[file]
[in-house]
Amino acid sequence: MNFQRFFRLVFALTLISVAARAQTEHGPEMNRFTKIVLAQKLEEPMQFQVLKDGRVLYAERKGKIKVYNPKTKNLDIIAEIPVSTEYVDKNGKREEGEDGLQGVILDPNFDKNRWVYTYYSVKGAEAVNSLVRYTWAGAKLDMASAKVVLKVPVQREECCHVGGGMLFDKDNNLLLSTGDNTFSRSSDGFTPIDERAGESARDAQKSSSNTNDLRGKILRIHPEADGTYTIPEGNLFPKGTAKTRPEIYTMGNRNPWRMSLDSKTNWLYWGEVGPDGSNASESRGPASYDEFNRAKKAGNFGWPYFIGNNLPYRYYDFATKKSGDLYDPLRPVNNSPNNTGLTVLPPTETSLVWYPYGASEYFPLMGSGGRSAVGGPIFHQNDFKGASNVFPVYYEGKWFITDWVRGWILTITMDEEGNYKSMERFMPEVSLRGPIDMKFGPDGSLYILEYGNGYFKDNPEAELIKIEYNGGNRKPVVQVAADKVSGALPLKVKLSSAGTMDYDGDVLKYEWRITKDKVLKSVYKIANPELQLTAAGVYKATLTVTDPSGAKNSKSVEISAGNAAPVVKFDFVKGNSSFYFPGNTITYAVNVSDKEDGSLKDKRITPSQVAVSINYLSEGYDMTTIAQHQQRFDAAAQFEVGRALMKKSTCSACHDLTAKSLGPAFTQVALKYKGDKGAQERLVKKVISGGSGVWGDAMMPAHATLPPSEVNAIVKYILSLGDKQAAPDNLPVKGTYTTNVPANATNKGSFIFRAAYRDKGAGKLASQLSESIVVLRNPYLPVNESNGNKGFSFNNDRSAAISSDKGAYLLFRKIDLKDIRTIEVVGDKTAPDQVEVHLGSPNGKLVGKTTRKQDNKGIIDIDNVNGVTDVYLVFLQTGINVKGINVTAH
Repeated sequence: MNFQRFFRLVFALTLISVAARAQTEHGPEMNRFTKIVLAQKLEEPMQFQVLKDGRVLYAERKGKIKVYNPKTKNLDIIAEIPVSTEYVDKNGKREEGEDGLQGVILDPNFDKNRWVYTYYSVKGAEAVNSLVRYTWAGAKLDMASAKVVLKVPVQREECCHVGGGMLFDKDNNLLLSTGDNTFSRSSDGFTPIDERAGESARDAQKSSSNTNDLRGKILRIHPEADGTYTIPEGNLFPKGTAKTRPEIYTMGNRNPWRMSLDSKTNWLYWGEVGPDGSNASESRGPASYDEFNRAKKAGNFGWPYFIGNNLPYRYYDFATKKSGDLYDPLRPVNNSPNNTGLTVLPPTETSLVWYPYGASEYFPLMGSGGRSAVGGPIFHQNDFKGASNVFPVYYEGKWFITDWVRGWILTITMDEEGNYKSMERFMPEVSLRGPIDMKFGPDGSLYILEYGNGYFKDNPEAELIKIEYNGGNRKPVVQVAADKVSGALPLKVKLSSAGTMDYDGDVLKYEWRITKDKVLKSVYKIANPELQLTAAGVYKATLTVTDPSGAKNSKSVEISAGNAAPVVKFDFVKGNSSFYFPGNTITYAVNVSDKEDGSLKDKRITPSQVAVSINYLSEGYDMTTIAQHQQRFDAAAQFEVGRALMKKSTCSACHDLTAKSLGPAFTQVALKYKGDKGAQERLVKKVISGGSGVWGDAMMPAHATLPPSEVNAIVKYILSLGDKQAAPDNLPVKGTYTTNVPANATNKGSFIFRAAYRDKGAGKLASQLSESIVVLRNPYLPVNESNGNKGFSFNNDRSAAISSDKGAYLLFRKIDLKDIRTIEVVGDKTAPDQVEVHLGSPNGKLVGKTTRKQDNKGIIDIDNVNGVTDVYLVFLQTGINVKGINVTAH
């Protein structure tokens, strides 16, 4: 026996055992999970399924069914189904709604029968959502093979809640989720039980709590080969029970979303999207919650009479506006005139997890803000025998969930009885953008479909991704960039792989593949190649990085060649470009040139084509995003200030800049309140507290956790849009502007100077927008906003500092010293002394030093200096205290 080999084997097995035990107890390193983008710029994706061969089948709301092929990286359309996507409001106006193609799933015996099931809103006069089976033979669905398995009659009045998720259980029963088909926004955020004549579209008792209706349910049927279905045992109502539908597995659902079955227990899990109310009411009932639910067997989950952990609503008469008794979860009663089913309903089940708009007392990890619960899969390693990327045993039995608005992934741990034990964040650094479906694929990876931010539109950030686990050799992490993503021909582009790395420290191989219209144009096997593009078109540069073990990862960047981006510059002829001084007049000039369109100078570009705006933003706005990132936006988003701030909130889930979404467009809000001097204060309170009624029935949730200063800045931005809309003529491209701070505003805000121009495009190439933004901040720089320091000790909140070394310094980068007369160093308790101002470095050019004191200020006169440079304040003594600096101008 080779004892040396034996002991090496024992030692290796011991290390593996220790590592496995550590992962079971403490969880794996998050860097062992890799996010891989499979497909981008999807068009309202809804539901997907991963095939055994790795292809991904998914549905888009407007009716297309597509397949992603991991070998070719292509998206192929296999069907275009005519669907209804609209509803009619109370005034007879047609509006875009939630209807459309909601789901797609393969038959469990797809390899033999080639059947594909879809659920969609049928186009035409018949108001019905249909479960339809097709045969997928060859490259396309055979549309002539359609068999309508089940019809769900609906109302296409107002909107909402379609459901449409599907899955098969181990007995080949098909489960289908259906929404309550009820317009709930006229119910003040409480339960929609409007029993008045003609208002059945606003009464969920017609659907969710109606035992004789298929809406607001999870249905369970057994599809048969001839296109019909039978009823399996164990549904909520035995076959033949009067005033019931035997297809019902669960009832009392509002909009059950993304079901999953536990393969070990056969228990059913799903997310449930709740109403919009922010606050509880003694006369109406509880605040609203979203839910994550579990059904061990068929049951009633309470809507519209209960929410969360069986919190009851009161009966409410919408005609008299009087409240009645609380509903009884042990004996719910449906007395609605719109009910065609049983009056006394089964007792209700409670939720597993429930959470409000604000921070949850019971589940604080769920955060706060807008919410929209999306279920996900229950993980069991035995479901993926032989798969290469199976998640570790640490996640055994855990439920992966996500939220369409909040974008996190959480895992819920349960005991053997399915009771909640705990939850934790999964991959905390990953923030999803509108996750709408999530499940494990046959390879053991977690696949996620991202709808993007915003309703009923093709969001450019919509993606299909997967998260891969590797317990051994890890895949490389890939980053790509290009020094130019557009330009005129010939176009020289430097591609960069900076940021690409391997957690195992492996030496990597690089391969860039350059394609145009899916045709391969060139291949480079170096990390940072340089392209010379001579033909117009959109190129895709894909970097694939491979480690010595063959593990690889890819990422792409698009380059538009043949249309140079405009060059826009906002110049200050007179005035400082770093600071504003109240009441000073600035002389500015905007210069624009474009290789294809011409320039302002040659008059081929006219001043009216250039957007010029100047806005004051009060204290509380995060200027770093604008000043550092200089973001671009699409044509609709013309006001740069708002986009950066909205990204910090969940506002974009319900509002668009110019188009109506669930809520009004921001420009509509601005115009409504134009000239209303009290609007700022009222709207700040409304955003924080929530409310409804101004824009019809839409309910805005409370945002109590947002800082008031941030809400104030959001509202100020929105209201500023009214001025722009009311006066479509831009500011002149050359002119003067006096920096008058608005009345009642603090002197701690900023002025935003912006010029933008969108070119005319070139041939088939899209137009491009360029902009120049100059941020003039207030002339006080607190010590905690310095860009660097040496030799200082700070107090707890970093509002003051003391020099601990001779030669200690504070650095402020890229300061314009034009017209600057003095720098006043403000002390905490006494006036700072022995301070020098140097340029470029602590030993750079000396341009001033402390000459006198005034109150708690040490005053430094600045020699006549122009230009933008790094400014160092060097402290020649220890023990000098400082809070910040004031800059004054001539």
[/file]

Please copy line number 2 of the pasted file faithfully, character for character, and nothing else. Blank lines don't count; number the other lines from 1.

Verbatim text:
Amino acid sequence: MNFQRFFRLVFALTLISVAARAQTEHGPEMNRFTKIVLAQKLEEPMQFQVLKDGRVLYAERKGKIKVYNPKTKNLDIIAEIPVSTEYVDKNGKREEGEDGLQGVILDPNFDKNRWVYTYYSVKGAEAVNSLVRYTWAGAKLDMASAKVVLKVPVQREECCHVGGGMLFDKDNNLLLSTGDNTFSRSSDGFTPIDERAGESARDAQKSSSNTNDLRGKILRIHPEADGTYTIPEGNLFPKGTAKTRPEIYTMGNRNPWRMSLDSKTNWLYWGEVGPDGSNASESRGPASYDEFNRAKKAGNFGWPYFIGNNLPYRYYDFATKKSGDLYDPLRPVNNSPNNTGLTVLPPTETSLVWYPYGASEYFPLMGSGGRSAVGGPIFHQNDFKGASNVFPVYYEGKWFITDWVRGWILTITMDEEGNYKSMERFMPEVSLRGPIDMKFGPDGSLYILEYGNGYFKDNPEAELIKIEYNGGNRKPVVQVAADKVSGALPLKVKLSSAGTMDYDGDVLKYEWRITKDKVLKSVYKIANPELQLTAAGVYKATLTVTDPSGAKNSKSVEISAGNAAPVVKFDFVKGNSSFYFPGNTITYAVNVSDKEDGSLKDKRITPSQVAVSINYLSEGYDMTTIAQHQQRFDAAAQFEVGRALMKKSTCSACHDLTAKSLGPAFTQVALKYKGDKGAQERLVKKVISGGSGVWGDAMMPAHATLPPSEVNAIVKYILSLGDKQAAPDNLPVKGTYTTNVPANATNKGSFIFRAAYRDKGAGKLASQLSESIVVLRNPYLPVNESNGNKGFSFNNDRSAAISSDKGAYLLFRKIDLKDIRTIEVVGDKTAPDQVEVHLGSPNGKLVGKTTRKQDNKGIIDIDNVNGVTDVYLVFLQTGINVKGINVTAH